Some Hands from the Norman Cup Final 2008
by Tim Cook

For starters let me say that Roger Morton and I were lucky to survive the qualifying heat in February and oh so grateful that there was no carry forward score!

That being said, we had not played badly in qualifying but if anything could go wrong…………………

The hands for the final were dealt randomly on the night and offered some very interesting problems both in bidding and play.

Board 10

You sit North and hold at Game All

ͺ A 8 4 2
© A 8 7 4 2
¨ 4
§ A Q J

After two passes, West opens 1ͺ. What do you bid?

Board 11

Again North at Love All

ͺ Q
© K Q 3 2
¨ Q J 10 9 5 2
§ 8 6

Partner opens 1ͺ and, with opponents silent, you respond 2¨. Partner now bids 2ͺ. Over to you.

Board 15

Board 15 offered an interesting declarer problem in 4© against silent opponents

ͺ 8 7 2
© 4 2
¨ A K 9
§ K 9 8 7 5
ͺ A 10
© A K Q 10 7 3
¨ J 8 7 4
§ J

The lead is ͺ4. You win and play two rounds of trumps finding RHO with J 9 8 6. You abandon trumps and play §J on which LHO pounces with the Ace, cashes ͺQ and plays ͺ6. What next?

Board 19

Again North with E/W Vul and partner opens 3© and you hold

ͺ A K 8 6
© A 9
¨ A J 8 7
§ A 6 5

Your bid?

Board 21

Again North Vul against not, you hold

ͺ A K Q
© K
¨ A K Q 10 7 5 4 2
§ 2

What do you open?

Board 10

Board 10 was played against Peter Lee & Bill Hodgkiss. Inspite of holding 15 HCP I did not fancy either a take-out double (off centre!) or bidding this ropey © suit at this vulnerability, so I passed. After 1NT from Bill, Peter re-bid 2ͺ which became the final contract. The next problem was the lead. Following the old adage of leading a long suit when holding 4 trumps, I chose ©A which proved a good plan with partner holding ©K, ¨A and ͺ10! Refusal to over-ruff declarer and an eventual trump promotion via a club endplay on dummy secured a 200 penalty for all the matchpoints.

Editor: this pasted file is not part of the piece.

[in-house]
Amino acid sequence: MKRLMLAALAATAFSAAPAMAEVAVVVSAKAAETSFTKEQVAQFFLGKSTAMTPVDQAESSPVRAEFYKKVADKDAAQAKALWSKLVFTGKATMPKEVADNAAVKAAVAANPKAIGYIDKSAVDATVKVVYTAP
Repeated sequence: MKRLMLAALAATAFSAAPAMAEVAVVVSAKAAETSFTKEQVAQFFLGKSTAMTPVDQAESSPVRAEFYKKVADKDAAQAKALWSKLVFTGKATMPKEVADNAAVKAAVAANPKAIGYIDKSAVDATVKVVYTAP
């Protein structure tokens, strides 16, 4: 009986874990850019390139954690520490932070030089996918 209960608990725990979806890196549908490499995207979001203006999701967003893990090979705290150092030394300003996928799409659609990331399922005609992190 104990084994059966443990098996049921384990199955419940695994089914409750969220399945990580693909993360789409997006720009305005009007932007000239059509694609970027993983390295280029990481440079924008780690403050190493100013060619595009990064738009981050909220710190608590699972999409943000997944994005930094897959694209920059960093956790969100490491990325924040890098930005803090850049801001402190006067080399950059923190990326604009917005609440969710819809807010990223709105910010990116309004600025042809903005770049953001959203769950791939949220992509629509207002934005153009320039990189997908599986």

Board 11

Board 11 offered the chance to follow another ancient wisdom - stop bidding on a misfit! Roger played well for one off - another top score!

Board 15

Board 15 had not looked too difficult when dummy appeared with good chances in the diamond suit or a favourable position of the §A. But the bad trump break was an additional problem.
After ruffing the spade, the obvious line is to cash §K, cash the ¨A, ¨K, ruff a club and exit with a diamond. The defence must allow your ©10 to make in the end game. So I crossed to ¨ A to play the §K which RHO ruffed! I overruffed and took out the abacus. LHO has 6 clubs, one heart and 3 or 4 spades leaving, at most 3 diamonds. Therefore, my line was to draw the last trump, and play the ¨K and a third towards the Jack. I knew the suit must either break 3-3 or leave a winning ¨J in my hand Unbelievably, someone made 5, but 7/10 was a good result!

Board 19

On board 19 yet another maxim - bid what you think you can make! 3NT with an eventual 3 overtricks from a pseudo squeeze looked to be good and got even better when the room played in the heart contract.

Board 21

However, it was not all plain sailing and on board 21 I failed to spot the best opening bid - 4NT which should ask partner to bid any Ace he holds ( 5§ = none, 6§ = Ace). This would have seen us in 5¨¨ making and not the greedy 6 that I bid via a strong two opening.

© Copyright Tim Cook and Mayfield Duplicate Bridge Club 2008